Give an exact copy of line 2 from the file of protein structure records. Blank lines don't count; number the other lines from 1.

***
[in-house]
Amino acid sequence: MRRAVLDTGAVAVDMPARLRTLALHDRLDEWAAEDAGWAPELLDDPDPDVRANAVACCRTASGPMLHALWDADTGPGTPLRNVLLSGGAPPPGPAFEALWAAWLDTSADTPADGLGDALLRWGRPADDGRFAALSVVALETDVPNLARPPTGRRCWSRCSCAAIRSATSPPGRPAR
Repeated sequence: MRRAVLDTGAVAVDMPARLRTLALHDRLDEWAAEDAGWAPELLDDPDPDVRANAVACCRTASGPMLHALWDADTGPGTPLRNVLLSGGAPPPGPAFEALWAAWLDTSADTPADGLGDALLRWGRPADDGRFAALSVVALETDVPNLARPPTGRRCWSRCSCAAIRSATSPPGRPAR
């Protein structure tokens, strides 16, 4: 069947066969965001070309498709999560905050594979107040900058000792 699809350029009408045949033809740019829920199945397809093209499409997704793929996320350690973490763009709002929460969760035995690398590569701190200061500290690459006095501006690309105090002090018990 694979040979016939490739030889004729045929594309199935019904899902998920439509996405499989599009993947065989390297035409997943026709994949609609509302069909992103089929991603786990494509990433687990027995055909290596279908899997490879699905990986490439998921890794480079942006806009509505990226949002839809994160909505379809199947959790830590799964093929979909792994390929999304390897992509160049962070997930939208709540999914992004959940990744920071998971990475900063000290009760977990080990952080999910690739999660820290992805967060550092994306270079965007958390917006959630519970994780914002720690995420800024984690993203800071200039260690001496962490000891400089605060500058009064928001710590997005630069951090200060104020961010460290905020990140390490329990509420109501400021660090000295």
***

Amino acid sequence: MRRAVLDTGAVAVDMPARLRTLALHDRLDEWAAEDAGWAPELLDDPDPDVRANAVACCRTASGPMLHALWDADTGPGTPLRNVLLSGGAPPPGPAFEALWAAWLDTSADTPADGLGDALLRWGRPADDGRFAALSVVALETDVPNLARPPTGRRCWSRCSCAAIRSATSPPGRPAR